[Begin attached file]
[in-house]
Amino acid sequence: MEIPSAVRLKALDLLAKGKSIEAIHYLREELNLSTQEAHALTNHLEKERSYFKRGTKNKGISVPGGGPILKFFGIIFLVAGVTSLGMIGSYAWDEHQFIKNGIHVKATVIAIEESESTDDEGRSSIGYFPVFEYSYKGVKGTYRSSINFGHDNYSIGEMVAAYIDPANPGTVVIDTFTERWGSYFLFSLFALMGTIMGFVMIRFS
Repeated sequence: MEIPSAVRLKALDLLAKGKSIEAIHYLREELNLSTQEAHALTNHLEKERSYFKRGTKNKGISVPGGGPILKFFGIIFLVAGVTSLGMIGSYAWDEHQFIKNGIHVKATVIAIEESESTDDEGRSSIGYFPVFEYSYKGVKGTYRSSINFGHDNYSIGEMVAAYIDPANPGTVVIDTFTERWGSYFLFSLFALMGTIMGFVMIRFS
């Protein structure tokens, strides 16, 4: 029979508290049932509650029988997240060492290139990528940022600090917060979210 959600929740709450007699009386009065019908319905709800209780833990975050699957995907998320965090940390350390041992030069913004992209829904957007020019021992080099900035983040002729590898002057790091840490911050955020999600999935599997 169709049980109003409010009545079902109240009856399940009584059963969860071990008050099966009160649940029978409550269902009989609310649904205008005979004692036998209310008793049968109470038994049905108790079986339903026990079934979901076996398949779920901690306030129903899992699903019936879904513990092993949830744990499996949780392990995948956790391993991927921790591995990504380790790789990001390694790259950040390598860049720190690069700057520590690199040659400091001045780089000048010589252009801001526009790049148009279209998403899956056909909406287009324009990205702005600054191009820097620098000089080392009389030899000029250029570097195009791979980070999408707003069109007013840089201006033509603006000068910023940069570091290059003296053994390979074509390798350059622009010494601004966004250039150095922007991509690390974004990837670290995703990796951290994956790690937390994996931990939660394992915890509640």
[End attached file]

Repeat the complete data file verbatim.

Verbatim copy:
[in-house]
Amino acid sequence: MEIPSAVRLKALDLLAKGKSIEAIHYLREELNLSTQEAHALTNHLEKERSYFKRGTKNKGISVPGGGPILKFFGIIFLVAGVTSLGMIGSYAWDEHQFIKNGIHVKATVIAIEESESTDDEGRSSIGYFPVFEYSYKGVKGTYRSSINFGHDNYSIGEMVAAYIDPANPGTVVIDTFTERWGSYFLFSLFALMGTIMGFVMIRFS
Repeated sequence: MEIPSAVRLKALDLLAKGKSIEAIHYLREELNLSTQEAHALTNHLEKERSYFKRGTKNKGISVPGGGPILKFFGIIFLVAGVTSLGMIGSYAWDEHQFIKNGIHVKATVIAIEESESTDDEGRSSIGYFPVFEYSYKGVKGTYRSSINFGHDNYSIGEMVAAYIDPANPGTVVIDTFTERWGSYFLFSLFALMGTIMGFVMIRFS
């Protein structure tokens, strides 16, 4: 029979508290049932509650029988997240060492290139990528940022600090917060979210 959600929740709450007699009386009065019908319905709800209780833990975050699957995907998320965090940390350390041992030069913004992209829904957007020019021992080099900035983040002729590898002057790091840490911050955020999600999935599997 169709049980109003409010009545079902109240009856399940009584059963969860071990008050099966009160649940029978409550269902009989609310649904205008005979004692036998209310008793049968109470038994049905108790079986339903026990079934979901076996398949779920901690306030129903899992699903019936879904513990092993949830744990499996949780392990995948956790391993991927921790591995990504380790790789990001390694790259950040390598860049720190690069700057520590690199040659400091001045780089000048010589252009801001526009790049148009279209998403899956056909909406287009324009990205702005600054191009820097620098000089080392009389030899000029250029570097195009791979980070999408707003069109007013840089201006033509603006000068910023940069570091290059003296053994390979074509390798350059622009010494601004966004250039150095922007991509690390974004990837670290995703990796951290994956790690937390994996931990939660394992915890509640």